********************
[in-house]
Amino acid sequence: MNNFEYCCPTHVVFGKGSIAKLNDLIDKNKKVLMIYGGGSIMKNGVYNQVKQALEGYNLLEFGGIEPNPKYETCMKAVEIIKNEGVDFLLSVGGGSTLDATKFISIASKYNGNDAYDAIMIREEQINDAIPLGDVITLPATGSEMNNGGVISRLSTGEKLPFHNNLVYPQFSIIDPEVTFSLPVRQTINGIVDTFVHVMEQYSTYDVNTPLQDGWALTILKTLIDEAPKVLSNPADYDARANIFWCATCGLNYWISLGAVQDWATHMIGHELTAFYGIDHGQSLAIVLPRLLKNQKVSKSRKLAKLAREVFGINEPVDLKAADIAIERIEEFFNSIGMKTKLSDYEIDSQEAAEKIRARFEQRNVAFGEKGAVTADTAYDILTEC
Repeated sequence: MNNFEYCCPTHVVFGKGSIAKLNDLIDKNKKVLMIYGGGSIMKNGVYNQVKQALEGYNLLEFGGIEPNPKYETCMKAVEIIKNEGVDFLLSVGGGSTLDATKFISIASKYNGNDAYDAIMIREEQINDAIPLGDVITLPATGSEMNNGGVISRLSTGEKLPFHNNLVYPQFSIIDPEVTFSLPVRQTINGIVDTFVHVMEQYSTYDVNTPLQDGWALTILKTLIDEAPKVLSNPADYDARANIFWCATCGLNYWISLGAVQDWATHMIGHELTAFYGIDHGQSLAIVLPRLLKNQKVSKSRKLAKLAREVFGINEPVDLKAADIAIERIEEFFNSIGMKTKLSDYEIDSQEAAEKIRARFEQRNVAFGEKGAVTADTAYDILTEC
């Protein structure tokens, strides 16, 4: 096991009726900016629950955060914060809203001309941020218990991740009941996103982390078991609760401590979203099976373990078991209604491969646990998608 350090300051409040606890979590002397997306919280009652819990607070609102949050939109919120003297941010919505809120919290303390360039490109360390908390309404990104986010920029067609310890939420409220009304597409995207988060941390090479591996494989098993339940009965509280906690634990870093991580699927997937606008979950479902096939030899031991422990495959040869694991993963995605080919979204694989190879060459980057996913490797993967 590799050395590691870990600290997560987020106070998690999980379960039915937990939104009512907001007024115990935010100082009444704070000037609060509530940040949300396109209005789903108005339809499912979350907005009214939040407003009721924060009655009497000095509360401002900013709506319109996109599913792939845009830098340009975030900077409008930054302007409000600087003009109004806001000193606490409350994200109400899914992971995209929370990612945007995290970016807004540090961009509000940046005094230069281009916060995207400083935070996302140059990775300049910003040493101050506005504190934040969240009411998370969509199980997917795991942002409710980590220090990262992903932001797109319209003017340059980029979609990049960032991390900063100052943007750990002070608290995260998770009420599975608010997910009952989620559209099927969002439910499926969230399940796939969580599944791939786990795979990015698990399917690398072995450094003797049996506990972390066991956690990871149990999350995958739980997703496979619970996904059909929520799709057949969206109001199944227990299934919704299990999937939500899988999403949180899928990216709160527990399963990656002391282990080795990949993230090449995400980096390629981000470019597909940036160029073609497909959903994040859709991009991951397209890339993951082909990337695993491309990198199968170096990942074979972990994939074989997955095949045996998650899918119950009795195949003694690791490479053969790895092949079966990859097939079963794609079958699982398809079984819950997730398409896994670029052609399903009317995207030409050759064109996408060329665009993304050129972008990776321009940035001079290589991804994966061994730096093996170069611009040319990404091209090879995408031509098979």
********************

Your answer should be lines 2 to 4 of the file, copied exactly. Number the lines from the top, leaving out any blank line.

Amino acid sequence: MNNFEYCCPTHVVFGKGSIAKLNDLIDKNKKVLMIYGGGSIMKNGVYNQVKQALEGYNLLEFGGIEPNPKYETCMKAVEIIKNEGVDFLLSVGGGSTLDATKFISIASKYNGNDAYDAIMIREEQINDAIPLGDVITLPATGSEMNNGGVISRLSTGEKLPFHNNLVYPQFSIIDPEVTFSLPVRQTINGIVDTFVHVMEQYSTYDVNTPLQDGWALTILKTLIDEAPKVLSNPADYDARANIFWCATCGLNYWISLGAVQDWATHMIGHELTAFYGIDHGQSLAIVLPRLLKNQKVSKSRKLAKLAREVFGINEPVDLKAADIAIERIEEFFNSIGMKTKLSDYEIDSQEAAEKIRARFEQRNVAFGEKGAVTADTAYDILTEC
Repeated sequence: MNNFEYCCPTHVVFGKGSIAKLNDLIDKNKKVLMIYGGGSIMKNGVYNQVKQALEGYNLLEFGGIEPNPKYETCMKAVEIIKNEGVDFLLSVGGGSTLDATKFISIASKYNGNDAYDAIMIREEQINDAIPLGDVITLPATGSEMNNGGVISRLSTGEKLPFHNNLVYPQFSIIDPEVTFSLPVRQTINGIVDTFVHVMEQYSTYDVNTPLQDGWALTILKTLIDEAPKVLSNPADYDARANIFWCATCGLNYWISLGAVQDWATHMIGHELTAFYGIDHGQSLAIVLPRLLKNQKVSKSRKLAKLAREVFGINEPVDLKAADIAIERIEEFFNSIGMKTKLSDYEIDSQEAAEKIRARFEQRNVAFGEKGAVTADTAYDILTEC
């Protein structure tokens, strides 16, 4: 096991009726900016629950955060914060809203001309941020218990991740009941996103982390078991609760401590979203099976373990078991209604491969646990998608 350090300051409040606890979590002397997306919280009652819990607070609102949050939109919120003297941010919505809120919290303390360039490109360390908390309404990104986010920029067609310890939420409220009304597409995207988060941390090479591996494989098993339940009965509280906690634990870093991580699927997937606008979950479902096939030899031991422990495959040869694991993963995605080919979204694989190879060459980057996913490797993967 590799050395590691870990600290997560987020106070998690999980379960039915937990939104009512907001007024115990935010100082009444704070000037609060509530940040949300396109209005789903108005339809499912979350907005009214939040407003009721924060009655009497000095509360401002900013709506319109996109599913792939845009830098340009975030900077409008930054302007409000600087003009109004806001000193606490409350994200109400899914992971995209929370990612945007995290970016807004540090961009509000940046005094230069281009916060995207400083935070996302140059990775300049910003040493101050506005504190934040969240009411998370969509199980997917795991942002409710980590220090990262992903932001797109319209003017340059980029979609990049960032991390900063100052943007750990002070608290995260998770009420599975608010997910009952989620559209099927969002439910499926969230399940796939969580599944791939786990795979990015698990399917690398072995450094003797049996506990972390066991956690990871149990999350995958739980997703496979619970996904059909929520799709057949969206109001199944227990299934919704299990999937939500899988999403949180899928990216709160527990399963990656002391282990080795990949993230090449995400980096390629981000470019597909940036160029073609497909959903994040859709991009991951397209890339993951082909990337695993491309990198199968170096990942074979972990994939074989997955095949045996998650899918119950009795195949003694690791490479053969790895092949079966990859097939079963794609079958699982398809079984819950997730398409896994670029052609399903009317995207030409050759064109996408060329665009993304050129972008990776321009940035001079290589991804994966061994730096093996170069611009040319990404091209090879995408031509098979």